In Tuesday night’s New York Mets game against the reeling Los Angeles Dodgers, Hisanori Takahashi came in relief of Oliver Perez, tossing 3.1 innings of two-hit, one-run baseball, while striking out five Dodgers.
Takahashi has the looks of a strike-out machine, fanning 21 hitters in 14.1 innings. While allowing only 11 hits, he has also issued 10 free passes, all good for an ERA of 3.77.
Those 14.1 innings have accumulated during eight relief appearances, and in each appearance Takahashi throws a similar or increased amount of innings as the prior appearance. His first appearance on April 7 was 0.1 innings (a loss), and he threw 3.1 innings last night.
In-between, he appeared for 1.0 inning (April 8), 1.0 inning (April 9), 1.2 innings (April 13), 2.0 innings (April 17), 2.0 innings (April 21), 3.0 innings (April 23), and 3.1 innings. (April 27 – last night).
When innings allowances increase that much, there is a very good chance the organization is seeking to transform that pitcher into a starter. While I do not believe GM Omar Minaya is intelligent enough to initiate such a plan, it has fallen in his lap. Takahashi’s appearance Tuesday night saw him throw 75 pitches.
Do the Mets need starters?
Well, their top two starting pitching prospects are already in the major leagues. Jonathan Niese is currently in the Mets rotation, and 20-year-old Jenrry Mejia is a middle reliever. Niese is finally been given his full opportunity (I do have to credit Omar for this), and it appears Minaya and field manager Jerry Manuel are the only two people who believe Mejia shouldn’t be down in Double-A Binghamton building his starting resume.
Unless you count Dillon Gee (4 starts, 3-0, 2.77 ERA), there is nobody else on the horizon. With the 2010 season starting terribly Oliver Perez and John Maine, the Mets do need starting pitching depth. Perez has a case of strikeaphobia (a fear of throwing the ball over a 17-inch home plate), and despite Wednesday’s impressive performance Maine has a strong injury history. He is one pitch away from an injury and also has a slight case of the strikeaphobia.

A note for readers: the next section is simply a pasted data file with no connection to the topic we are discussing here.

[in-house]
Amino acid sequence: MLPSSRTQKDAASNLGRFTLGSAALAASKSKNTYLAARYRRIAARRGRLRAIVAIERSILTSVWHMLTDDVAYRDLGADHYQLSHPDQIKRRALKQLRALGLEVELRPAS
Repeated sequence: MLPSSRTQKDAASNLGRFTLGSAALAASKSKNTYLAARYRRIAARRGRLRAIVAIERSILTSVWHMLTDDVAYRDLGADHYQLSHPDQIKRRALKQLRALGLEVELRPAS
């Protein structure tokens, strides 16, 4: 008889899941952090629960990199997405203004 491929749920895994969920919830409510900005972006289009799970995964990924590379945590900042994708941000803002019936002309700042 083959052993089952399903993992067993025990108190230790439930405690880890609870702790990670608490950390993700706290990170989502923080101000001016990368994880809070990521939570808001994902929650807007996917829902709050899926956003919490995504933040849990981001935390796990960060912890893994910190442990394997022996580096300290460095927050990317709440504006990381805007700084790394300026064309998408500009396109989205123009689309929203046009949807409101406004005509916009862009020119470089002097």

That is where Takahashi comes in to play.
He was a starting pitcher in Japan before he signed with the Mets, and he appears to have the ability to throw lots of pitches. Most Japanese pitchers do, it is just the American system of pitch counts that affect the Japanese hurlers. He did not seem to be laboring at all in Tuesday nights game, even after 70+ pitches.
And because he is 35, you can ride Takahashi hard, every fifth day for at least seven or eight innings, up to 120 pitches. It’s not like he is among the prized young starters whom organizations like to limit in their effectiveness .
Only Mike Pelfrey has shown the Mets that he can consistently throw at least seven innings, doing it twice in four starts. Johan Santana has gone seven only once and in Maine and Perez’ eight combined starts, they have pitched six or more innings only twice.
There are calls for Perez to be removed from the rotation, just days after Maine’s spot was in jeopardy. However, it has been reported Manuel will stick with Perez in the rotation for the time being, as he has with Maine.
But the time is now to move Takahashi into the Mets rotation, and move Perez or Maine into the bullpen. Let Takahashi piggy-back Perez in his next start and allow him to go four-plus innings.
There are concerns that pulling Takahashi from the bullpen will affect the surprisingly effective relief pitchers on the Mets roster. However, it is much more important to have good starting pitchers who can pitch at least seven innings, so you do not overwork your bullpen.
And besides, Jenrry Mejia is down in the bullpen to save the day.